Montreal mega-church multiplies ministries

LONGUEUIL, PQ—In a province with only 300 evangelical churches, with an average Sunday morning attendance of 68, Eglise Nouvelle Vie (New Life Church) is an outstanding exception.

Located in Longueuil, Quebec on the south shore of Montreal, Nouvelle Vie has grown from 60 to 2,200 people since its inception in 1993. Eighty per cent are new Christians. Pastor Claude Houde gives dynamic leadership to a pastoral team of 10 men and women who head up the ever-expanding roster of ministries.

As programs are developed and adapted to meet the needs of the burgeoning congregation, the building too is continually expanding. "This church has been a construction site ever since it started," quips special events coordinator Jocelyn Olivier with a nod toward the drywaller working on new classrooms.

"We have been through five major building projects in eight years."

Olivier attributes the exponential growth to the quest for excellence that characterizes every aspect of their ministry, the single-mindedness of the leadership team and the contagious passion of their leader.

When Houde began to pastor the church, he was driven by what he calls "a holy obsession with meeting people's needs." His first message was about serving the poor, based on Isaiah 58.

This responsibility toward people in need is "built into the church's DNA," says Olivier. The church began "Action Nouvelle Vie"—the umbrella for several social service-type ministries—in its first year.

Judy Fay heads up Action Nouvelle Vie, which operates in a warehouse separate from the church building. More than 3,000 people benefit from the food bank each month. There is also a clothing store, Christmas baskets, help for "Back to school," counselling services, help for abuse victims and addicts and more.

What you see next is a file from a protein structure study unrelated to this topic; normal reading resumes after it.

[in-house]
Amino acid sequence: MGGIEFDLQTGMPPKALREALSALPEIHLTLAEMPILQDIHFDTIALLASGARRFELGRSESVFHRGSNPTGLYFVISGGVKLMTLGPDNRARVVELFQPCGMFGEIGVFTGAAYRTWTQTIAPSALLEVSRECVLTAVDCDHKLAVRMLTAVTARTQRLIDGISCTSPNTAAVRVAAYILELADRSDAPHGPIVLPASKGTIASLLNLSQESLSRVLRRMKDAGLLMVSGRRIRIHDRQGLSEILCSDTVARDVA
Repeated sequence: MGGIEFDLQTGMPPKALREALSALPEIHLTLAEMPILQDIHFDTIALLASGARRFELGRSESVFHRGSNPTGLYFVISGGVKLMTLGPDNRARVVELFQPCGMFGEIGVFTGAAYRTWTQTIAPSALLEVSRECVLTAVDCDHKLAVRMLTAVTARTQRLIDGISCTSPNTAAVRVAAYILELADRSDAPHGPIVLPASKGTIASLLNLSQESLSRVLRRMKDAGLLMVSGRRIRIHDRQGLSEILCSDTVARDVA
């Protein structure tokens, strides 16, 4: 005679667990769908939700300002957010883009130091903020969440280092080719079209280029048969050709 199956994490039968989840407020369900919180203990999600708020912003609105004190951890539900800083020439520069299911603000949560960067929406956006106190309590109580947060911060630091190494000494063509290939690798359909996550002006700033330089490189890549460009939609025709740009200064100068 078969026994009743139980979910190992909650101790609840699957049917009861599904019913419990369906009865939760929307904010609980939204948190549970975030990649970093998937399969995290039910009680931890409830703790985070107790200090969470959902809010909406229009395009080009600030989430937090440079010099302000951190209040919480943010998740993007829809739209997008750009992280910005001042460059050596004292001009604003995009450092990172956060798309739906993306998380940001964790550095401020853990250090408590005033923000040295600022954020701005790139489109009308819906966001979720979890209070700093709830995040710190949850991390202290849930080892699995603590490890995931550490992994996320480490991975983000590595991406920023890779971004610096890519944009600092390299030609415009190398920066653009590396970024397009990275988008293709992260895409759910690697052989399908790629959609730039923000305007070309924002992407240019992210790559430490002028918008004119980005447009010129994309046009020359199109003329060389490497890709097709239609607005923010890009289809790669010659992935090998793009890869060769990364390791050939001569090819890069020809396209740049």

Helping hands

Olivier tells of a family with seven children who were being evicted from their flat by the city. There was moisture in the walls and mould everywhere. "The place was falling apart. We found them a clean apartment, gave them appliances, fed them and got them back on their feet. Today they are believers and members of our congregation."

The compassion that motivates Nouvelle Vie to give to the poor also drives the other areas of their ministry. "We have a passion to help the poor, to see people get saved and to help Christians grow," says Houde.

Houde observes most churches in Quebec are still operating in the same way the early Protestant churches did when pioneer missionaries came 50 years ago. It's not working any more, he says. In the last 20 years, most churches have stopped growing. "This is not a plateau, it's stagnation," says Houde.

He adds there are so many new people each week at Nouvelle Vie, that it forces him to stay contemporary and to "do church" in a way that attracts unchurched people. "The church in Quebec needs the humility and courage to dare to rethink its methods," he says.

Apart from short and relevant Sunday services, Nouvelle Vie offers weekly cell groups according to geographical proximity and others for special interests and needs. The Friday night youth program includes about 300 young people. Many church members and staff take courses at a nearby Pentecostal Bible Institute.

Nouvelle Vie also has a daily radio show and a four-colour magazine to help get the message out.

As the church grows numerically and the people grow in their faith, they have begun to look beyond their own neighbourhood. "Quebec did not have a big church with all the services," says Houde. "We wanted to do that first. Now we are starting new churches."

Nouvelle Vie has already begun four new churches with more than 200 people attending each. "It is our goal to release a strong group of about 200 people, twice a year, to begin new churches. We want to have a heart relationship with these ministries, but we do not want to run them," says Houde. "Every church needs to have its own identity and leadership."

Houde's vision for his own church, for Quebec and for the francophone world is fired by his experience of six years as a travelling evangelist. "I saw revival in Asia. I saw revival in South America. When I think of Quebec, I shudder and I weep."

Houde speaks of the need of his people with tears in his eyes. And then a determined energy returns to his voice: " I am very excited. Years of harvest are ahead of us. God's best is yet to come."

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